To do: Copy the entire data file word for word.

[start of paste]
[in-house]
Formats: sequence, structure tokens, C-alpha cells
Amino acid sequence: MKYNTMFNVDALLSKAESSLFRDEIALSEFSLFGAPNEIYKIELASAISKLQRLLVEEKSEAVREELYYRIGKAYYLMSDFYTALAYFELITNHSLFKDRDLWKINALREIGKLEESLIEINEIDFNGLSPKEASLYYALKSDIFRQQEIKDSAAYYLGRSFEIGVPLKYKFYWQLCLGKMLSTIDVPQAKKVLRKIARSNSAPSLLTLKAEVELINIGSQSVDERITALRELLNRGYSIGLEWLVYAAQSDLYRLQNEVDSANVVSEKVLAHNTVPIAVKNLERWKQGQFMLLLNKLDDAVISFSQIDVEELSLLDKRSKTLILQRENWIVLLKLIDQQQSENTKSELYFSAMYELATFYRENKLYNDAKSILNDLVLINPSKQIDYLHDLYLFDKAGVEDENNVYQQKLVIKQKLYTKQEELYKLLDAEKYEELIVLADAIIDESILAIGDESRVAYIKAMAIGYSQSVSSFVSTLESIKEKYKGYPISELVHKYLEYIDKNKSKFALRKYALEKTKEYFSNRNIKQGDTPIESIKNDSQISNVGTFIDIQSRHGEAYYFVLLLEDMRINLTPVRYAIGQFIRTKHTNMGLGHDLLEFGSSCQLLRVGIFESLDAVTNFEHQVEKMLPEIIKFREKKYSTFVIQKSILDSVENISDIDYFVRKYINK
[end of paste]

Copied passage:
[in-house]
Formats: sequence, structure tokens, C-alpha cells
Amino acid sequence: MKYNTMFNVDALLSKAESSLFRDEIALSEFSLFGAPNEIYKIELASAISKLQRLLVEEKSEAVREELYYRIGKAYYLMSDFYTALAYFELITNHSLFKDRDLWKINALREIGKLEESLIEINEIDFNGLSPKEASLYYALKSDIFRQQEIKDSAAYYLGRSFEIGVPLKYKFYWQLCLGKMLSTIDVPQAKKVLRKIARSNSAPSLLTLKAEVELINIGSQSVDERITALRELLNRGYSIGLEWLVYAAQSDLYRLQNEVDSANVVSEKVLAHNTVPIAVKNLERWKQGQFMLLLNKLDDAVISFSQIDVEELSLLDKRSKTLILQRENWIVLLKLIDQQQSENTKSELYFSAMYELATFYRENKLYNDAKSILNDLVLINPSKQIDYLHDLYLFDKAGVEDENNVYQQKLVIKQKLYTKQEELYKLLDAEKYEELIVLADAIIDESILAIGDESRVAYIKAMAIGYSQSVSSFVSTLESIKEKYKGYPISELVHKYLEYIDKNKSKFALRKYALEKTKEYFSNRNIKQGDTPIESIKNDSQISNVGTFIDIQSRHGEAYYFVLLLEDMRINLTPVRYAIGQFIRTKHTNMGLGHDLLEFGSSCQLLRVGIFESLDAVTNFEHQVEKMLPEIIKFREKKYSTFVIQKSILDSVENISDIDYFVRKYINK